For a long time it looked like [twitter=therealsaigon]Saigon[/twitter]’s debut album, The Greatest Story Never Told, would forever be the story that never made it to the airwaves, but after years of push backs, delays, and label issues, the Brooklyn bred rappers music is finally breathing life for listeners all over the world to experience. So after years of potential, the question that music fans every where are asking is, was this story worth the wait?
Saigon enters this album spitting so much information that to make the lyrics too complex would over power the underlying message of each song, so he instead offers a crisp lyrical approach that is both forceful but easy to comprehend. This does not take away from the overall quality of the lyrical production, it’s just not as fancy as the flash and awe that most rappers choose to highlight in their music.
Any album where the majority of the production is done by Just Blaze and Kanye West, can’t be expected to be anything but great. It shouldn’t come as a surprise that the production on this album is top notch, built off of a combination of old school R&B with the soul of the hometown churches. The production fits the lyrics like a glove, and magnifies the introspective feel of the album. There are enough up tempo paces to allow the listener to avoid falling into a complete downer mood from overly mellow production, and the overall flow of the album benefits from this.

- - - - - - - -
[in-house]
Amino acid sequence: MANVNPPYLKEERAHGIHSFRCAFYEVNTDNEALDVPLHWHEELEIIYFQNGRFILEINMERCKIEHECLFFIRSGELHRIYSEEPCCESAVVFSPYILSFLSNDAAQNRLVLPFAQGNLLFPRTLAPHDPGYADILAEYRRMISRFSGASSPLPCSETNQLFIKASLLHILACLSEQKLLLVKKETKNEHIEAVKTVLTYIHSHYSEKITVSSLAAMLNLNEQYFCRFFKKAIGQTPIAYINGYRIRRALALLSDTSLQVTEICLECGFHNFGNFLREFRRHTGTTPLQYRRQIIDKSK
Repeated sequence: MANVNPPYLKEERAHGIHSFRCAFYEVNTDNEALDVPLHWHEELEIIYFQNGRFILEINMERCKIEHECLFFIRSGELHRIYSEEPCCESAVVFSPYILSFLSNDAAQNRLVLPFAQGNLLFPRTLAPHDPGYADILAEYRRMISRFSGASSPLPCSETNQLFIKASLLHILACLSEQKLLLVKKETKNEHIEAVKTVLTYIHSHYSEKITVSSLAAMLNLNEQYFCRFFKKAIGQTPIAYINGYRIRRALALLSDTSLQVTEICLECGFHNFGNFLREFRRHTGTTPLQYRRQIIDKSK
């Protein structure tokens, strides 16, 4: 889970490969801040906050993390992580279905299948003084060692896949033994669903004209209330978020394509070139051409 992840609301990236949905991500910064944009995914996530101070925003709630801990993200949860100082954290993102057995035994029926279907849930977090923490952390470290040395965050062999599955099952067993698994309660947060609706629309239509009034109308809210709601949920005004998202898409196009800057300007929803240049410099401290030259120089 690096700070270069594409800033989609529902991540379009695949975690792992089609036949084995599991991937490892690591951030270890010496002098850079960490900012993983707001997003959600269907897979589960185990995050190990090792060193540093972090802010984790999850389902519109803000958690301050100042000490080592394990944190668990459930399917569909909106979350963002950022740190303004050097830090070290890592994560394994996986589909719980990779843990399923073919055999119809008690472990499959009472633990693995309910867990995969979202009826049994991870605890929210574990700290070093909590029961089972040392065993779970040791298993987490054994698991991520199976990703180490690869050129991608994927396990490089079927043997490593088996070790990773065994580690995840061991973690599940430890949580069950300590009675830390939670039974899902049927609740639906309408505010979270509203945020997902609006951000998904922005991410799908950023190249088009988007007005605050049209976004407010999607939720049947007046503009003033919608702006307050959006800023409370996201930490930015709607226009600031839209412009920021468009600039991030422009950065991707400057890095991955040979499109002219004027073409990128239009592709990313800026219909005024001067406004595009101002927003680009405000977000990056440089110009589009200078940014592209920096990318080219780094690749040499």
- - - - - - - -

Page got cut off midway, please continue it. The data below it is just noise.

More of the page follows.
Saigon has a gift and a curse. He is utterly honest on his lyrics and touches on topics that are universal through any inner city neighborhood, but he suffers because although his words are true and hard hitting, they are words that have been said by so many before him, that for some listeners it will have no impact. Despite this sobering truth, jams like “The Winner Is”, “Bring Me Down”, “Preacher”, and “Give it to me” should remind listeners why this album can and will become a staple on any play list.
There was a time when many of us decided that Saigon’s story would never be told, after years of hype, and false promises, many of us decided to walk away and become fans of the next wave of whoever was coming out. While we did this, he stayed diligent, constantly in the studio, and just when we took a second glance to see what happened, he drops this jewel. Sometimes late is better then never at all, in this case, late was probably the best thing that could have happened.